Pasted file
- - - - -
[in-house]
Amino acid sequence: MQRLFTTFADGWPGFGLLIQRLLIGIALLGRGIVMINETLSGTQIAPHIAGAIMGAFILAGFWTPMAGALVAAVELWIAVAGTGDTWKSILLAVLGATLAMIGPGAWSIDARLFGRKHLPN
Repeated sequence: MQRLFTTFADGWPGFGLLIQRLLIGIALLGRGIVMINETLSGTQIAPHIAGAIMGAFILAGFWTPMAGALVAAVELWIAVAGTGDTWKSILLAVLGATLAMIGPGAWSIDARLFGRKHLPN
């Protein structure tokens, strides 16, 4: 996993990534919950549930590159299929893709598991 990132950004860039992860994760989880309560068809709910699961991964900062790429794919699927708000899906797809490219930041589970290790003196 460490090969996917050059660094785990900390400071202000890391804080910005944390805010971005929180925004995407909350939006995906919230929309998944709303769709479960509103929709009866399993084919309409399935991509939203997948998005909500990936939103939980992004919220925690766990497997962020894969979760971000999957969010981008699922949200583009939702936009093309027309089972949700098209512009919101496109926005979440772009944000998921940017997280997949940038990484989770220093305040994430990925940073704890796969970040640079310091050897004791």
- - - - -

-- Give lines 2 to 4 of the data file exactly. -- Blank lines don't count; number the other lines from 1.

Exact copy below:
Amino acid sequence: MQRLFTTFADGWPGFGLLIQRLLIGIALLGRGIVMINETLSGTQIAPHIAGAIMGAFILAGFWTPMAGALVAAVELWIAVAGTGDTWKSILLAVLGATLAMIGPGAWSIDARLFGRKHLPN
Repeated sequence: MQRLFTTFADGWPGFGLLIQRLLIGIALLGRGIVMINETLSGTQIAPHIAGAIMGAFILAGFWTPMAGALVAAVELWIAVAGTGDTWKSILLAVLGATLAMIGPGAWSIDARLFGRKHLPN
């Protein structure tokens, strides 16, 4: 996993990534919950549930590159299929893709598991 990132950004860039992860994760989880309560068809709910699961991964900062790429794919699927708000899906797809490219930041589970290790003196 460490090969996917050059660094785990900390400071202000890391804080910005944390805010971005929180925004995407909350939006995906919230929309998944709303769709479960509103929709009866399993084919309409399935991509939203997948998005909500990936939103939980992004919220925690766990497997962020894969979760971000999957969010981008699922949200583009939702936009093309027309089972949700098209512009919101496109926005979440772009944000998921940017997280997949940038990484989770220093305040994430990925940073704890796969970040640079310091050897004791």